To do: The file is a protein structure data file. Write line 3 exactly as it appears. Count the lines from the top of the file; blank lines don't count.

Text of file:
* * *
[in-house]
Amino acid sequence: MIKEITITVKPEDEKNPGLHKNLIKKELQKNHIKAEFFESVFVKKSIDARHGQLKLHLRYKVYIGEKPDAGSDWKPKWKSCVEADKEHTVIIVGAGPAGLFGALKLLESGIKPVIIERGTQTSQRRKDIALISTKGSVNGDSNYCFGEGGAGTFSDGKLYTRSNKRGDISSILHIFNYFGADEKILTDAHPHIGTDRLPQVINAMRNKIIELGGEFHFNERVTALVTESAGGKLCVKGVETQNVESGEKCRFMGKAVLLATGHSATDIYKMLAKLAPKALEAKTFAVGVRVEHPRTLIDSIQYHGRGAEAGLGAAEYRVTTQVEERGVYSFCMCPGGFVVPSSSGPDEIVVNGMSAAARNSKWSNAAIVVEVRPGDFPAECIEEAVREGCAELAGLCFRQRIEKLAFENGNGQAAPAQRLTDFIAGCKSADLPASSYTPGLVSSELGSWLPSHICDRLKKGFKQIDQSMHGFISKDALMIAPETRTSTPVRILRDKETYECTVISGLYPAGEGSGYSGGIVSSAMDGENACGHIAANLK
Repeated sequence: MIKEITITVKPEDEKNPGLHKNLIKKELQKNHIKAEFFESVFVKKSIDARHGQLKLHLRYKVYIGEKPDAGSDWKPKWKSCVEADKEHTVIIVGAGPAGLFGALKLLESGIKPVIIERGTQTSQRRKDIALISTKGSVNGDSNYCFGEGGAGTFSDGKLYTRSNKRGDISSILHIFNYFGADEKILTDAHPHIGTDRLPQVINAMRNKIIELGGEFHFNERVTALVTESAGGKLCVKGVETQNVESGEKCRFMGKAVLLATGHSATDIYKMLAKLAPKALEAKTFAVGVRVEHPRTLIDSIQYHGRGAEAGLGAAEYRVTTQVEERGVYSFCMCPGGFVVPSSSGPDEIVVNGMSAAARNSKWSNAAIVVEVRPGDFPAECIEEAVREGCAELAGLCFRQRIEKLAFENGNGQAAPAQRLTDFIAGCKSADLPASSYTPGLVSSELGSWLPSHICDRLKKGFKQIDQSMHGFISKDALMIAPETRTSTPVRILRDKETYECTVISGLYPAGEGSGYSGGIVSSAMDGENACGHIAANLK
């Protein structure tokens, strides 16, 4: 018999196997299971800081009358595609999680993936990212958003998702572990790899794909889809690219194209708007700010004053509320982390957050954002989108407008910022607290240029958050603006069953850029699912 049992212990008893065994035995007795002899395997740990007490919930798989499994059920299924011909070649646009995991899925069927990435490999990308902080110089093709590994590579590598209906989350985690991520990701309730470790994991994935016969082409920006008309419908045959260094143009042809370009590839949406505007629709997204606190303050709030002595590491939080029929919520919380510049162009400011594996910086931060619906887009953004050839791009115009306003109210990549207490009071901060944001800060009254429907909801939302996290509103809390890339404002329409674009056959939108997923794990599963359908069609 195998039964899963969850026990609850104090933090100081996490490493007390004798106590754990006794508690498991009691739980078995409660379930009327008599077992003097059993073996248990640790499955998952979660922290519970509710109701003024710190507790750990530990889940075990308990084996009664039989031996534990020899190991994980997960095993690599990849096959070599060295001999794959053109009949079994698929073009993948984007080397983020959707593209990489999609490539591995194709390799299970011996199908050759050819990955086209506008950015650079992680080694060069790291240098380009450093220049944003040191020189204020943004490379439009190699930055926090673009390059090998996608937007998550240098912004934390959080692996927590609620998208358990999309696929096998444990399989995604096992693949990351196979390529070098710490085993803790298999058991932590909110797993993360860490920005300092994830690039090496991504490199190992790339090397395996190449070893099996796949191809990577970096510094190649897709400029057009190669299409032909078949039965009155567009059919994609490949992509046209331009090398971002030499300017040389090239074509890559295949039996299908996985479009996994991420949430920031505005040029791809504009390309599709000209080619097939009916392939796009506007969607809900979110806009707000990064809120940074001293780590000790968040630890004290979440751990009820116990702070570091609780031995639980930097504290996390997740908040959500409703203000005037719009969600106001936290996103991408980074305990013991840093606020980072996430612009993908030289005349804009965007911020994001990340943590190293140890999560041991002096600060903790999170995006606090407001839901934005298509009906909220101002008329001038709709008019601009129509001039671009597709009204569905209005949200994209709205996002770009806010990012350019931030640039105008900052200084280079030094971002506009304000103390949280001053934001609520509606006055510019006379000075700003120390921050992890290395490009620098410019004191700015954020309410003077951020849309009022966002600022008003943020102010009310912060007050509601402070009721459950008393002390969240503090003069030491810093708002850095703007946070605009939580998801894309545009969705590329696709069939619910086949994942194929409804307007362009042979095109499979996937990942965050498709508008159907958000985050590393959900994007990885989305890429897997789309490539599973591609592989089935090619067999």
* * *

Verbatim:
Repeated sequence: MIKEITITVKPEDEKNPGLHKNLIKKELQKNHIKAEFFESVFVKKSIDARHGQLKLHLRYKVYIGEKPDAGSDWKPKWKSCVEADKEHTVIIVGAGPAGLFGALKLLESGIKPVIIERGTQTSQRRKDIALISTKGSVNGDSNYCFGEGGAGTFSDGKLYTRSNKRGDISSILHIFNYFGADEKILTDAHPHIGTDRLPQVINAMRNKIIELGGEFHFNERVTALVTESAGGKLCVKGVETQNVESGEKCRFMGKAVLLATGHSATDIYKMLAKLAPKALEAKTFAVGVRVEHPRTLIDSIQYHGRGAEAGLGAAEYRVTTQVEERGVYSFCMCPGGFVVPSSSGPDEIVVNGMSAAARNSKWSNAAIVVEVRPGDFPAECIEEAVREGCAELAGLCFRQRIEKLAFENGNGQAAPAQRLTDFIAGCKSADLPASSYTPGLVSSELGSWLPSHICDRLKKGFKQIDQSMHGFISKDALMIAPETRTSTPVRILRDKETYECTVISGLYPAGEGSGYSGGIVSSAMDGENACGHIAANLK